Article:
Wednesday, July 23, 6:18 AM PST

Al Qaeda Claims Reward for Qusai, Odai

by Brent "The Duke" Johnson,
NA!P NewsWire

BAGHDAD, IRAQ -- Acting on a tip from an informant, U.S. forces engaged in a six-hour battle with Qusai and Odai Hussein and their supporters before the pair succumbed to the withering attack.

"We are certain that Odai and Qusai were killed today," Lieutenant General Ricardo Sanchez said. "The bodies were in such a condition where you could identify them."

When asked if the United States would honor the reward it offered for the two sons of Saddam Hussein -- $15 million for each -- Sanchez said, "I expect it probably would happen."

Two hours later, Ayman Al Zawahiri -- widely known as Osama Bin Laden's second in command of Al Qaeda, the terrorist organization that attacked New York and precipitated Gulf War II -- showed up at Army headquarters to claim his reward.

"In cash, small bills, if you please," Zawahiri requested.

When asked why the terrorists had supplied the U.S. with the Hussein brothers' whereabouts, Zawahiri explained that Al Qaeda's finances were suffering.

"You American infidel pigs, you destroy our bank accounts, you destroy our means to move money, you cancel our MasterCards -- what is the question?" Zawahiri asked. "How you expect we carry out terrorist operations with no money? You take our money, now we take your money! HA HA HA! Bitches!"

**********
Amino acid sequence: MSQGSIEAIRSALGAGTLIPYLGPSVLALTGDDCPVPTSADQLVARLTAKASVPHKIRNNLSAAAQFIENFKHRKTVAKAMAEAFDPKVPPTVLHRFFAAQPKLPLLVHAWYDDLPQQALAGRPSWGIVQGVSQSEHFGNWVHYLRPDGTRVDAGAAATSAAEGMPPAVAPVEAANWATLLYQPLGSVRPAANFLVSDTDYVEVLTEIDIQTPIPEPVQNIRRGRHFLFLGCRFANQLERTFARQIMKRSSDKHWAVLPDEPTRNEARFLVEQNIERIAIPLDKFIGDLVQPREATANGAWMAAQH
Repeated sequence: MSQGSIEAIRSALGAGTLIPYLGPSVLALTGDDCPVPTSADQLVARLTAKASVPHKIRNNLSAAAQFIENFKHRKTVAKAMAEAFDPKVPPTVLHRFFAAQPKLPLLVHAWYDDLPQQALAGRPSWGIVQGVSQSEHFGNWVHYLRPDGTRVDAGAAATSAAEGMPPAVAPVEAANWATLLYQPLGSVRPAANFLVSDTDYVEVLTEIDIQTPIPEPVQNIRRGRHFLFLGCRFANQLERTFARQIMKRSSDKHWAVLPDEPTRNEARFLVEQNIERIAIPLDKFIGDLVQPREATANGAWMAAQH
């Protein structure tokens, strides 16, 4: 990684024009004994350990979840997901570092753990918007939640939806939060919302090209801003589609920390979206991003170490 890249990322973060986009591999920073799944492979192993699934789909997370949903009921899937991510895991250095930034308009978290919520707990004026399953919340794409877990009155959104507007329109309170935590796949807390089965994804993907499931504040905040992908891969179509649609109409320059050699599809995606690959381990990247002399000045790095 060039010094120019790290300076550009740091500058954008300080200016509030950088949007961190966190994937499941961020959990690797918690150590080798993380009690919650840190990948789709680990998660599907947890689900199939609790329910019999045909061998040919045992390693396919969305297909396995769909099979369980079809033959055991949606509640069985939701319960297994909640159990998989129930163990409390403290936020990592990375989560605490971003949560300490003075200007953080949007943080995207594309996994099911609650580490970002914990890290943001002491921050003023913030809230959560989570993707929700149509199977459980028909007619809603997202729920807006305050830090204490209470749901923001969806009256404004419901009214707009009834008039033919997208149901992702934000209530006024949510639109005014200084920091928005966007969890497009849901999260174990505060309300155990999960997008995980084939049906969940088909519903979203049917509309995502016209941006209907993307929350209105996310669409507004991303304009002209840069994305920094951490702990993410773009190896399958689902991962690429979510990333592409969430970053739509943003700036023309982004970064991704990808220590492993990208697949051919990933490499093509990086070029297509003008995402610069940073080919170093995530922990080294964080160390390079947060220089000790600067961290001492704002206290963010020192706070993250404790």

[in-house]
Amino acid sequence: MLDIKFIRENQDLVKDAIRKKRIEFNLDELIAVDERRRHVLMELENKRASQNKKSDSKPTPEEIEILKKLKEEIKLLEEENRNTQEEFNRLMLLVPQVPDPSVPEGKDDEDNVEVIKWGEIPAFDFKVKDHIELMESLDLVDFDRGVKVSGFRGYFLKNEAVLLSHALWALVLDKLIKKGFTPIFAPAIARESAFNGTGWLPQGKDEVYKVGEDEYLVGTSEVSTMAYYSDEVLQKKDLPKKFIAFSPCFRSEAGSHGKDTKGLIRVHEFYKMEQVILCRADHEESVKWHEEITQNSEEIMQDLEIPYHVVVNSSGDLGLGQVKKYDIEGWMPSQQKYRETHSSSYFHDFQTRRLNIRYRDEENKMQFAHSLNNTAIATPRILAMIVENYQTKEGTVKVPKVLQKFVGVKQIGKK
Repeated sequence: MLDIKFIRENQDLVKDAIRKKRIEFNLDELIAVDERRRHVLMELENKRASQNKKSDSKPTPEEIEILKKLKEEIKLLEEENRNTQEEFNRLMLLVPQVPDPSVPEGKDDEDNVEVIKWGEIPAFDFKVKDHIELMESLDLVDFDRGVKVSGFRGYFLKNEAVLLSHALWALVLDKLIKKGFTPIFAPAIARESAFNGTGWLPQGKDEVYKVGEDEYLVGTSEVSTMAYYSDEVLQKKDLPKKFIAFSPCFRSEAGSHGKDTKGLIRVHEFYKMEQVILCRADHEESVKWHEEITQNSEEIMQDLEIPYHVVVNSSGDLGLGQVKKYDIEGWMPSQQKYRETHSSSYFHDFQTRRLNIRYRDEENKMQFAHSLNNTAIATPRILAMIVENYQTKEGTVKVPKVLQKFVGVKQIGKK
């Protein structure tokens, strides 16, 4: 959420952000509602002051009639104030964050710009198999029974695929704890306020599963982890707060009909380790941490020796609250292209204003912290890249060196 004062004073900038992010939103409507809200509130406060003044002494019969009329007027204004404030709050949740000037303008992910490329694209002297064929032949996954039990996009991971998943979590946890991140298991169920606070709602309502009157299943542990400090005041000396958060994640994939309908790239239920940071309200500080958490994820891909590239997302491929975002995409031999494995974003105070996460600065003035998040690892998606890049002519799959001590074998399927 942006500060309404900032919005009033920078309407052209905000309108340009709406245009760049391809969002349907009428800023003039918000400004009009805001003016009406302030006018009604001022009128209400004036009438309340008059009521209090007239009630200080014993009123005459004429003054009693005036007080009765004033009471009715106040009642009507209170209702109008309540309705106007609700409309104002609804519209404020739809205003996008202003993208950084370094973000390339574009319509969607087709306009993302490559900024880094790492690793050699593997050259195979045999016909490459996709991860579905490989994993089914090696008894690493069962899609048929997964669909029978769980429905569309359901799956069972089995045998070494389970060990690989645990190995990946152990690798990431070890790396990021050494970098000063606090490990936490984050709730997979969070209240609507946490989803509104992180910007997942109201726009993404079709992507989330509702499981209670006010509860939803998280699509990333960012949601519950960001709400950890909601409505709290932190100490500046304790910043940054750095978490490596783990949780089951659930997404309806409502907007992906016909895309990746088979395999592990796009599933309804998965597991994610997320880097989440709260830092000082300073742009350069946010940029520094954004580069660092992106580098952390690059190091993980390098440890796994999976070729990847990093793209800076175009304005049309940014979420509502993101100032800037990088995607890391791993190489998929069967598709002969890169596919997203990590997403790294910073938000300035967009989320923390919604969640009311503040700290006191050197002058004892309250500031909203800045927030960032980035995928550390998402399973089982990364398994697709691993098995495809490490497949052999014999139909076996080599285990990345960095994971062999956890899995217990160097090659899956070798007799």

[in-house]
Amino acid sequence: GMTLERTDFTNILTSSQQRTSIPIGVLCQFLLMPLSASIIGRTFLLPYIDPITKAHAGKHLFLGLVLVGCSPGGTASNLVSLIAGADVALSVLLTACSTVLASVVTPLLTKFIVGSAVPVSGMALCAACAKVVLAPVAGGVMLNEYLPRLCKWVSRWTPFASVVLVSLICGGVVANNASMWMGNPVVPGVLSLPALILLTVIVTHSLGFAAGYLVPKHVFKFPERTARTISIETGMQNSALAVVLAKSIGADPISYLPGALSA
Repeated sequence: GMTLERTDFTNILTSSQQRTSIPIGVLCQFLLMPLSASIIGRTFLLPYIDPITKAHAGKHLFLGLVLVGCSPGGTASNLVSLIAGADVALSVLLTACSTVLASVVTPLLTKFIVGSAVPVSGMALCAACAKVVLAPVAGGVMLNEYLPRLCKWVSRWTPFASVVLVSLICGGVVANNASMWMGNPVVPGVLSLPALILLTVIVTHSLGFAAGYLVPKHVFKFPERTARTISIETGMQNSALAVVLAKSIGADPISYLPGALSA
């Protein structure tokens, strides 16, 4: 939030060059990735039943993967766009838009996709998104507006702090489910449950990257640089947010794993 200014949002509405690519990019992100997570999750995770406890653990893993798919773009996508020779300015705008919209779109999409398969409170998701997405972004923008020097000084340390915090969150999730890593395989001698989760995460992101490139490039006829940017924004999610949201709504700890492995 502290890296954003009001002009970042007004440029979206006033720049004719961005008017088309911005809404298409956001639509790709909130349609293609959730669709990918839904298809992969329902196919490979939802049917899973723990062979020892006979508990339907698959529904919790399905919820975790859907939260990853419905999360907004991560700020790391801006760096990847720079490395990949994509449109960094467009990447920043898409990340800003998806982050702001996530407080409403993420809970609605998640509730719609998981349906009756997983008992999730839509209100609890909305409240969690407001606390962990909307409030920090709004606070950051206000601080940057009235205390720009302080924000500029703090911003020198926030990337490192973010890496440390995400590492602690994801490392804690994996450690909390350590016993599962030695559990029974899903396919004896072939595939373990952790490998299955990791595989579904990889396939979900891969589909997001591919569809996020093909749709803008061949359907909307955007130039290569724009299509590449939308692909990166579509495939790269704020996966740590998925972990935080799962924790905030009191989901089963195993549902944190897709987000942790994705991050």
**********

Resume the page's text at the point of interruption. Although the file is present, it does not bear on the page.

"Beside, Odai and Qusai were of no real importance while Saddam's alive and free," he added.

Despite a delay during which Washington thought through this latest twist, Sanchez eventually handed over $30 million to Zawahiri -- but not before making a promise to the gloating non-American.

"We'll get you," the general said. "Eeewww, you just wait!"

Later, at another press conference, Sanchez explained why the U.S. had paid out to Al Qaeda.

"A deal's a deal. If we don't pay out for the information, then no one's ever going to tell us where Saddam is."

Asked if he thought it was ironic that the U.S. had paid out a huge reward to the terrorist organization whose attacks on New York and Washington, D.C. had led to an invasion of Iraq, the general answered, "Irony is dead. Didn't you know?"



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